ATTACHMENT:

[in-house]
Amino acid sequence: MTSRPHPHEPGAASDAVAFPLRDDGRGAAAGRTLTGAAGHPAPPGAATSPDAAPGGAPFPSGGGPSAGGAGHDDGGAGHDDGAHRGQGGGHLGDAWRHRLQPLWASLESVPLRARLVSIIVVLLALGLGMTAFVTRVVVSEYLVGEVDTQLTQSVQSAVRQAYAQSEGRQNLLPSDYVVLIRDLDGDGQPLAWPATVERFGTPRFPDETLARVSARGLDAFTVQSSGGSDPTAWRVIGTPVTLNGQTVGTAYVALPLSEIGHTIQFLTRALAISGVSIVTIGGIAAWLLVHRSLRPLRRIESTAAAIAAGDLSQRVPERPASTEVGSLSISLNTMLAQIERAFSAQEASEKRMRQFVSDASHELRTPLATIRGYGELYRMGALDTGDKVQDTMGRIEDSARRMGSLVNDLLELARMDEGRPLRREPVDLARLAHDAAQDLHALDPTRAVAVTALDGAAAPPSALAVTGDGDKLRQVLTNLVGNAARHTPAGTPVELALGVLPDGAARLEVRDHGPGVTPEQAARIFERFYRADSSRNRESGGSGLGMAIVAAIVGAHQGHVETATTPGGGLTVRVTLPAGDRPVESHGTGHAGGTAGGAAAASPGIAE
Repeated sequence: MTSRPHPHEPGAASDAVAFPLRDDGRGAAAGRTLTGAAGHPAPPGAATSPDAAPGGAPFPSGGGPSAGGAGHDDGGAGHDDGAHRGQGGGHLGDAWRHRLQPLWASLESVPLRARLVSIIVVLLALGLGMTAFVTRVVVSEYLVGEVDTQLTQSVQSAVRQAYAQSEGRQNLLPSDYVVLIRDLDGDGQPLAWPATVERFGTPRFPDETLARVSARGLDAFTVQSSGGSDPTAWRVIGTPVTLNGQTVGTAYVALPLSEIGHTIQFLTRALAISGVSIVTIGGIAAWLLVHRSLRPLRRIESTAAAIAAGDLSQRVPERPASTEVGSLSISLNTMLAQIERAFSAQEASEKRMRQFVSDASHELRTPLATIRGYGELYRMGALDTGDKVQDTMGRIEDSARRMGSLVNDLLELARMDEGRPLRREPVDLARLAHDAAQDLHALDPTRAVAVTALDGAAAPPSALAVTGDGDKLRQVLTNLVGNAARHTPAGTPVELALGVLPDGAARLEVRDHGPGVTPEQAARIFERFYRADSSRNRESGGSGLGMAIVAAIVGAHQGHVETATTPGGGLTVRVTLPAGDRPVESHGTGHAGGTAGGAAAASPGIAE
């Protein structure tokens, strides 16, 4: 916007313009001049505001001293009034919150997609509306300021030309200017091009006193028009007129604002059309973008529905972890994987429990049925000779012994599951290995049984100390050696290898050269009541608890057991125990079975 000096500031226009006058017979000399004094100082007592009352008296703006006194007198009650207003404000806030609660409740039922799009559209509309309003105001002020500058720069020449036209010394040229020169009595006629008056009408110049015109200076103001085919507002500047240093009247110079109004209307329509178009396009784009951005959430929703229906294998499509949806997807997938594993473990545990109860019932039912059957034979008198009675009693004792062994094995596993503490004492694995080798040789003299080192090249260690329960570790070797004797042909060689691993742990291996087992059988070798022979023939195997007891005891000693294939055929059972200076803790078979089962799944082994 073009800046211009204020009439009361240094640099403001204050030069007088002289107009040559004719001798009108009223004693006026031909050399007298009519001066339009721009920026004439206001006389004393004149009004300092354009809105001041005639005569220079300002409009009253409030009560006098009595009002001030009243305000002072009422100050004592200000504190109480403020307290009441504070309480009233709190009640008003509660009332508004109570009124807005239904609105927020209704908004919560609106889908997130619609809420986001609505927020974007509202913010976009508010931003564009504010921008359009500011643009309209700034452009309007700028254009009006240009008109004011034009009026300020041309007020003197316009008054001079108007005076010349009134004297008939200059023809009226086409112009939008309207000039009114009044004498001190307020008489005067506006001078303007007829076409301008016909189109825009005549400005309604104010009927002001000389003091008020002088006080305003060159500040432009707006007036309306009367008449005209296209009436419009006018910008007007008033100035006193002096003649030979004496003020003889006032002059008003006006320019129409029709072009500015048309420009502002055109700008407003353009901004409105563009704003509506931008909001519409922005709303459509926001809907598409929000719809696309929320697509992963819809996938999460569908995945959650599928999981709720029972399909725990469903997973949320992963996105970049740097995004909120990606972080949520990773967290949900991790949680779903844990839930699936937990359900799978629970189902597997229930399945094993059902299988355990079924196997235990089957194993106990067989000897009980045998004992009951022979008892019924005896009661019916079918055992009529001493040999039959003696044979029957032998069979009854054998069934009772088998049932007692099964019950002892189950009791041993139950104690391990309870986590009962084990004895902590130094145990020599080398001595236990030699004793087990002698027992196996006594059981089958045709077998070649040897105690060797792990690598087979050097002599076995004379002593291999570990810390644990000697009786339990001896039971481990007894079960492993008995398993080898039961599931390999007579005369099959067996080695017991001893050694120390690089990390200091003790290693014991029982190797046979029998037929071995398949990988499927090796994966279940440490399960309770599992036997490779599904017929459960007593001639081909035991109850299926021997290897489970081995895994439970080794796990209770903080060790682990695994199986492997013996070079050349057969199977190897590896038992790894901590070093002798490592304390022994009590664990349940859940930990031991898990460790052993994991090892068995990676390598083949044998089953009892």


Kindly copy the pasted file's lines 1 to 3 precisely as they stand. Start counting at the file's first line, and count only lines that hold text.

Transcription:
[in-house]
Amino acid sequence: MTSRPHPHEPGAASDAVAFPLRDDGRGAAAGRTLTGAAGHPAPPGAATSPDAAPGGAPFPSGGGPSAGGAGHDDGGAGHDDGAHRGQGGGHLGDAWRHRLQPLWASLESVPLRARLVSIIVVLLALGLGMTAFVTRVVVSEYLVGEVDTQLTQSVQSAVRQAYAQSEGRQNLLPSDYVVLIRDLDGDGQPLAWPATVERFGTPRFPDETLARVSARGLDAFTVQSSGGSDPTAWRVIGTPVTLNGQTVGTAYVALPLSEIGHTIQFLTRALAISGVSIVTIGGIAAWLLVHRSLRPLRRIESTAAAIAAGDLSQRVPERPASTEVGSLSISLNTMLAQIERAFSAQEASEKRMRQFVSDASHELRTPLATIRGYGELYRMGALDTGDKVQDTMGRIEDSARRMGSLVNDLLELARMDEGRPLRREPVDLARLAHDAAQDLHALDPTRAVAVTALDGAAAPPSALAVTGDGDKLRQVLTNLVGNAARHTPAGTPVELALGVLPDGAARLEVRDHGPGVTPEQAARIFERFYRADSSRNRESGGSGLGMAIVAAIVGAHQGHVETATTPGGGLTVRVTLPAGDRPVESHGTGHAGGTAGGAAAASPGIAE
Repeated sequence: MTSRPHPHEPGAASDAVAFPLRDDGRGAAAGRTLTGAAGHPAPPGAATSPDAAPGGAPFPSGGGPSAGGAGHDDGGAGHDDGAHRGQGGGHLGDAWRHRLQPLWASLESVPLRARLVSIIVVLLALGLGMTAFVTRVVVSEYLVGEVDTQLTQSVQSAVRQAYAQSEGRQNLLPSDYVVLIRDLDGDGQPLAWPATVERFGTPRFPDETLARVSARGLDAFTVQSSGGSDPTAWRVIGTPVTLNGQTVGTAYVALPLSEIGHTIQFLTRALAISGVSIVTIGGIAAWLLVHRSLRPLRRIESTAAAIAAGDLSQRVPERPASTEVGSLSISLNTMLAQIERAFSAQEASEKRMRQFVSDASHELRTPLATIRGYGELYRMGALDTGDKVQDTMGRIEDSARRMGSLVNDLLELARMDEGRPLRREPVDLARLAHDAAQDLHALDPTRAVAVTALDGAAAPPSALAVTGDGDKLRQVLTNLVGNAARHTPAGTPVELALGVLPDGAARLEVRDHGPGVTPEQAARIFERFYRADSSRNRESGGSGLGMAIVAAIVGAHQGHVETATTPGGGLTVRVTLPAGDRPVESHGTGHAGGTAGGAAAASPGIAE